Civil Discourse Now

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"W" does not stump for Mitt, but talks offshore investments on November 1---on Grand Cayman.

   Was someone from SNL hired to schedule George W. Bush’s public speaking engagements? Or did one of the Super PACs that "lean" toward the Democratic Party dump some money to hire "W" for a specific gig? Or is "The Onion" at work here?

   On November 1-2, the former President will attend, and be the keynote speaker at, the Cayman Alternative Investment Summit on Grand Cayman Island. The general election is November 6.

   Mitt Romney has listed, in the tax returns he has decided to allow the public to see, sums held in several so-called tax havens. There are several definitions for tax havens. Perhaps a definition is not the best way to understand what a tax haven is. Rather, as the Government Accounting Office ("GAO") has done, we can look at general characteristics of a sovereign state that could be considered a tax haven: 1) Has nil or nominal taxes; 2) lacks an effective exchange of tax information with foreign tax authorities; 3) lacks transparency in the operation of legislative, legal, or administrative provisions; 4) does not require a substantive local presence; and 5) promotes itself as an offshore financial center.

   In short, a tax haven is a place where those capable of doing so can deposit their money, pay few if any taxes, not worry about their own government discovering what they make there, and do not have to live there. If there is a way to legislate the loophole by which the very rich evade taxes in this manner, that way should be pursued.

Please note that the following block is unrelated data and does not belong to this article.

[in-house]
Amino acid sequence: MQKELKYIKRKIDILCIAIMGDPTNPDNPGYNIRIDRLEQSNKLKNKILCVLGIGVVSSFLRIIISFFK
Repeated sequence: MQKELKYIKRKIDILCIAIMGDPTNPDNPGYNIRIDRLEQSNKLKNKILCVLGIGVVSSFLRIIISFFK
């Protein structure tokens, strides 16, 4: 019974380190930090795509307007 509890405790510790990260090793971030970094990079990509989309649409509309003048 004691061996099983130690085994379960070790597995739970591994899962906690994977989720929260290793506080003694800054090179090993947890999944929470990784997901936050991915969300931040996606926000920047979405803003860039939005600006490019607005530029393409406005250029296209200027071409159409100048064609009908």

Mitt Romney is a candidate for President of the United States. If he only were a private citizen, I would say his investments in the Caymans, Bermuda, and Ireland are morally wrong. That he is a candidate for head of the Executive branch means he should comport with the letter and the spirit of the law. He should not invest in tax havens. At least his doing so, if he had in mind the notion of running for President, to invest overseas was imprudent.  

   The Republican Party has sought to distance itself from its most recent occupant of the Oval Office. Clint Eastwood was given time at the 2012 GOP National Convention, but "W" was not. Now "W" is speaking, but not on the "stump" to potential voters. His speech will be to the well-to-do on Grand Cayman on November 1.

   I wonder if he will mention Mitt in his speech? I wonder if he will be back to Texas in time to vote, or if he voted early? If neither, will he be able to vote absentee?

   And will he be able to attend the "legends" tennis tournament to be held in conjunction with the investment summit. To comp him tickets would seem only fair if he is a presenter, but I have not known him to be a tennis fan.    

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Comment by Paul K. Ogden on September 28, 2012 at 10:34am

Yeah, like the Democrats didn't distance themselves from Bill Clinton for about 12 years.

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